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# Core Concept: Ergodic theory plays a key role in multiple fields

Statistical mechanics is a powerful set of mathematical tools that uses probability theory to bridge the enormous gap between the unknowable behaviors of individual atoms and molecules and those of large aggregate systems of them—a volume of gas, for example.

Fundamental to statistical mechanics is ergodic theory, which offers a mathematical means to study the long-term average behavior of complex systems, such as the behavior of molecules in a gas or the interactions of vibrating atoms in a crystal. The landmark concepts and methods of ergodic theory continue to play an important role in statistical mechanics, physics, mathematics, and other fields.

Ergodicity was first introduced by the Austrian physicist Ludwig Boltzmann in the 1870s, following on the originator of statistical mechanics, physicist James Clark Maxwell. Boltzmann coined the word ergodic—combining two Greek words: ἔργον (ergon: “work”) and ὁδός (odos: “path” or “way”)—to describe his hypothesis. Although some formulations of his hypothesis were not completely accurate, his ideas seeded an important set of principles and tools.

Boltzmann, working with gases, suggested that the spatial average values giving rise to macroscopic features also arose as averages over time of observable quantities that could be calculated from microscopic states. He realized that this might hold if a system passed through all of the possible microscopic states.

This “strong” form of Boltzmann’s ergodic hypothesis was, however, later seen to be too strong in practice on topological and measure theoretic grounds, says Nándor Simányi, professor of mathematics at the University of Alabama at Birmingham. “Ergodicity was loosely defined. It was an assumption made about the time-evolution of a dynamical system that worked, but the idea that a system goes through every state, that a system goes through every point in the phase space, is impossible; mathematically, it’s nonsense,” he says. “It was, however, satisfactory for a physical understanding of systems.”

The path toward greater theoretical rigor, explains University of Warwick mathematics professor Tom Ward, reached a key milestone in the early 1930s when American mathematician George D. Birkhoff and Austrian-Hungarian (and later, American) mathematician and physicist John von Neumann separately reconsidered and reformulated Boltzmann’s ergodic hypothesis, leading to the pointwise and mean ergodic theories, respectively (see ref. 1).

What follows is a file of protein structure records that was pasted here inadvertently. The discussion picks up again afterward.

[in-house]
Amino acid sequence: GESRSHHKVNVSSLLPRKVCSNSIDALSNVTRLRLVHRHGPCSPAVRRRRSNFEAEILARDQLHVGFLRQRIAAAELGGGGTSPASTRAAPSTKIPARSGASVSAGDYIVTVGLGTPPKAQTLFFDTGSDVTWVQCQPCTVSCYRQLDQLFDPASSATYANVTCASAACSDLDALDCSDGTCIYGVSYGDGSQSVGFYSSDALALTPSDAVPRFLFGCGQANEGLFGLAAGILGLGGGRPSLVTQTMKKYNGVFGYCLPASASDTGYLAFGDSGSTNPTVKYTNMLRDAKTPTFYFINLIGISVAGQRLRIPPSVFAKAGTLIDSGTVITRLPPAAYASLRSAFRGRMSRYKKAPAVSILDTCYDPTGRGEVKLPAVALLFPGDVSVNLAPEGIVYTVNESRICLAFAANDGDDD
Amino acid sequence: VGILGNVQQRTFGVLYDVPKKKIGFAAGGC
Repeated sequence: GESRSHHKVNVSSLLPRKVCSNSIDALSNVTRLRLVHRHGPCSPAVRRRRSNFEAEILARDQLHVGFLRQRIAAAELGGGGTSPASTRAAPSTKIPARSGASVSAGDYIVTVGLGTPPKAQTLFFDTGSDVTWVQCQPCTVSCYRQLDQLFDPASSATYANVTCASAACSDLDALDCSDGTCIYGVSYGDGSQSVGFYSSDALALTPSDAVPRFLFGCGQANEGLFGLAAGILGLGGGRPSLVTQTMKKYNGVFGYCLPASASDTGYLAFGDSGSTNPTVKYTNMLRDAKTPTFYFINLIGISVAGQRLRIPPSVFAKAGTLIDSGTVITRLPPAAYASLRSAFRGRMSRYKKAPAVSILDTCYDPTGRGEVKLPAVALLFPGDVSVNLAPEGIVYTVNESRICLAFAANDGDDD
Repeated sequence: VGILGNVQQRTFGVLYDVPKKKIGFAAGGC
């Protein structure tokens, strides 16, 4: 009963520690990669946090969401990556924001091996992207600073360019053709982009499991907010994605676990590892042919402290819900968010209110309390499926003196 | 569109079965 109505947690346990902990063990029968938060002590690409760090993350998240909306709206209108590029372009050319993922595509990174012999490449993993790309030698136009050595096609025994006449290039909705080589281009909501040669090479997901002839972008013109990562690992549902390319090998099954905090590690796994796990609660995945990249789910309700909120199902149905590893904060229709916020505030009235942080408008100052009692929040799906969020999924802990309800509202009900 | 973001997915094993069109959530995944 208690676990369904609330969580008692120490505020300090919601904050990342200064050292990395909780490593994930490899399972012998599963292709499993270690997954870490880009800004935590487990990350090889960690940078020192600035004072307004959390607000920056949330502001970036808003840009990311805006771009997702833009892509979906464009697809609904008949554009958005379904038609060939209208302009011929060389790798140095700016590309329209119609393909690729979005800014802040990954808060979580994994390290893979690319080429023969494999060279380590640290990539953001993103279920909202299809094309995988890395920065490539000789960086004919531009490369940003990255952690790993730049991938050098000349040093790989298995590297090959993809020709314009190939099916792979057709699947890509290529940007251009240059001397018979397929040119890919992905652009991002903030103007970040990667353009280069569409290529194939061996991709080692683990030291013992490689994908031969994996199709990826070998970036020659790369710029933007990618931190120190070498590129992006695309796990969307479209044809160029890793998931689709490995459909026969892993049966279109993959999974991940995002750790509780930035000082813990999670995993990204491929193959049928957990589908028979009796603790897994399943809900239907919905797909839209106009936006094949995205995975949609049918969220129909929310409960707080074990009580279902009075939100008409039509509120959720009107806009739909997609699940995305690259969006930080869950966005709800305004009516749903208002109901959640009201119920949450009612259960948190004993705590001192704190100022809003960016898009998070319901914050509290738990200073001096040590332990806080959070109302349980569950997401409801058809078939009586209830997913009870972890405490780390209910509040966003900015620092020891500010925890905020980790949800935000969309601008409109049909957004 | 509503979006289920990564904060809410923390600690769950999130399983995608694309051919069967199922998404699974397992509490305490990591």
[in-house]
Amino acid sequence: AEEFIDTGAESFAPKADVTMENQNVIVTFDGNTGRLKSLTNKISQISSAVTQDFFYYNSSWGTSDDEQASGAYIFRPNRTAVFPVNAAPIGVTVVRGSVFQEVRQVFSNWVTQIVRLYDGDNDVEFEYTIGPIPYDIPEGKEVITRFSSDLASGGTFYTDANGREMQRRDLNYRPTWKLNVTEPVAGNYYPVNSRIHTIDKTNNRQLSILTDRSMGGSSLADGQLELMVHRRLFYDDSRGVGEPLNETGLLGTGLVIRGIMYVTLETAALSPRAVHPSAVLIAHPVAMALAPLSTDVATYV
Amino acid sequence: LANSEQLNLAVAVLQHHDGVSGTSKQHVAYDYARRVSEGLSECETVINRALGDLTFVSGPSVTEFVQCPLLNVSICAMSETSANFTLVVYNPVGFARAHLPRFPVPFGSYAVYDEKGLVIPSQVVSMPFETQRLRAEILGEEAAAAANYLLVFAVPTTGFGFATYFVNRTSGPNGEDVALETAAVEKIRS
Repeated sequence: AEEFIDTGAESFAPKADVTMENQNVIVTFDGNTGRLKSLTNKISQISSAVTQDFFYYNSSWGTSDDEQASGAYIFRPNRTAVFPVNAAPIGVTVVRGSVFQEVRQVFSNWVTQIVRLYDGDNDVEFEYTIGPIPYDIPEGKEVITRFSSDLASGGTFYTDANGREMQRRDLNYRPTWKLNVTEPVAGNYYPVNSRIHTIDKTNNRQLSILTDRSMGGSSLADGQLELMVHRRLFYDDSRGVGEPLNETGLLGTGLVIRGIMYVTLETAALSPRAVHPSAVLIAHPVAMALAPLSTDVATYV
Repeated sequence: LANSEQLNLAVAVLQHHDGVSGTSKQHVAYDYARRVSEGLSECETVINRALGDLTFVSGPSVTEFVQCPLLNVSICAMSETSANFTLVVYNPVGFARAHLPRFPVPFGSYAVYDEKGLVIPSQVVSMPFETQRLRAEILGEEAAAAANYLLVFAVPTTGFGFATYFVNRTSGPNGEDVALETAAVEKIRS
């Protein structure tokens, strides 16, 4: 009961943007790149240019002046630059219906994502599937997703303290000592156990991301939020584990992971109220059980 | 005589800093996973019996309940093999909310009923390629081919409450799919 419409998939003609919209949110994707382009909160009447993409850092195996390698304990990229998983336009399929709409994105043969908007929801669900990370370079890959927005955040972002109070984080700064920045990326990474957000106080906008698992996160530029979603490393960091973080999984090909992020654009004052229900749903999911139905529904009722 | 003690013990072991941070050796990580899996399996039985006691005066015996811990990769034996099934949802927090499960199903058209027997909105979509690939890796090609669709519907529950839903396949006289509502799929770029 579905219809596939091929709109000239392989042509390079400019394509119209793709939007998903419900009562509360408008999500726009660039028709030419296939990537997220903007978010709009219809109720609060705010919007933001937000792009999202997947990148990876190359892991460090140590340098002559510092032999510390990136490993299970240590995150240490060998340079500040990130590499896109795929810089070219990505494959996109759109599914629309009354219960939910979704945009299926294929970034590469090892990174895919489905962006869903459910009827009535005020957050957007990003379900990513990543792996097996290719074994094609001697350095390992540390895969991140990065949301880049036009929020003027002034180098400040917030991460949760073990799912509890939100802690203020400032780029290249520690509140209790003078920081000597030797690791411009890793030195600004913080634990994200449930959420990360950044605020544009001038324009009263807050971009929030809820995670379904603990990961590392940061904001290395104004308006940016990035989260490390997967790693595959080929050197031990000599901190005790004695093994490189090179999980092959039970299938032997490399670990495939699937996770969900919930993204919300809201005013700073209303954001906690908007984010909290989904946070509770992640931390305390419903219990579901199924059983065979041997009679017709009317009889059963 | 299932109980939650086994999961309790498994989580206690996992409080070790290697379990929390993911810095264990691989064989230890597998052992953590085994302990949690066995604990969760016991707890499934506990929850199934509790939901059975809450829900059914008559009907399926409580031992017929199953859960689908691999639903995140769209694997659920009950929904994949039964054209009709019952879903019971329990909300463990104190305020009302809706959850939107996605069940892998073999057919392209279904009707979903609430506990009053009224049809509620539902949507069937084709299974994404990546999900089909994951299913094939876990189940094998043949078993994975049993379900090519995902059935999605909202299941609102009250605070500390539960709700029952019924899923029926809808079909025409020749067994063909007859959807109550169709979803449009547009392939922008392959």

These results consider a dynamical system—whether an ideal gas or other complex systems—in which some transformation function maps the phase state of the system into its state one unit of time later. “Given a measure-preserving system, a probability space that is acted on by the transformation in a way that models physical conservation laws, what properties might it have?” asks Ward, who is managing editor of the journal *Ergodic Theory and Dynamical Systems*. The measure on a mathematical space assigns weights to parts of the space.

“Measure theory provides a precise formulation, saying that while a system doesn’t literally pass through every point in the phase space, it may come arbitrarily close to every point,” he explains. “That is, there’s no favored part of the space.” This formulation gives rise to a notion of ergodicity weak enough to hold for many systems and strong enough to have significant consequences.

After decades of relative quiescence, efforts to devise ergodicity models underwent a revival in the 1960s, notably including work by Yakov Sinai, a mathematician now at Princeton University, Simányi says. In 1963, Sinai introduced the idea of dynamical billiards, or “Sinai Billiards,” in which an idealized “hard” particle bounces around inside a square boundary without loss of energy. Inside the square is a circular wall, off of which the particle bounces. He proved that for most initial trajectories of the ball, this system is ergodic—that is, over infinite time, the time average of an observed quantity will equal its average over the space. For any part of the space, the proportion of time the system spends in that region will be proportional to its size.

“If the system spends 3% of the time in a region of its phase space, that region is 3% of the total phase-space volume; they are proportional in size,” Simányi says. It was the first time that someone had rigorously proved that a dynamical system that seemed related to a real physical situation was ergodic.

Ergodic theory continues to have wide impact in statistical physics, number theory, probability theory, functional analysis, and other fields. One prominent example is the Green–Tao theorem. In 2004, Ben Green of the University of Oxford and Terrence Tao of University of California, Los Angeles, building on the work of American-Israeli mathematician Hillel Furstenberg, fused methods from analytic number theory and ergodic theory to prove a “folklore” conjecture dating back to the 1770s that the sequence of prime numbers contains arbitrarily long sequences of numbers in which the difference between consecutive terms is a constant (for example, 3, 5, 7 is such a sequence of length three). Tao went on to earn the 2006 Fields Medal.

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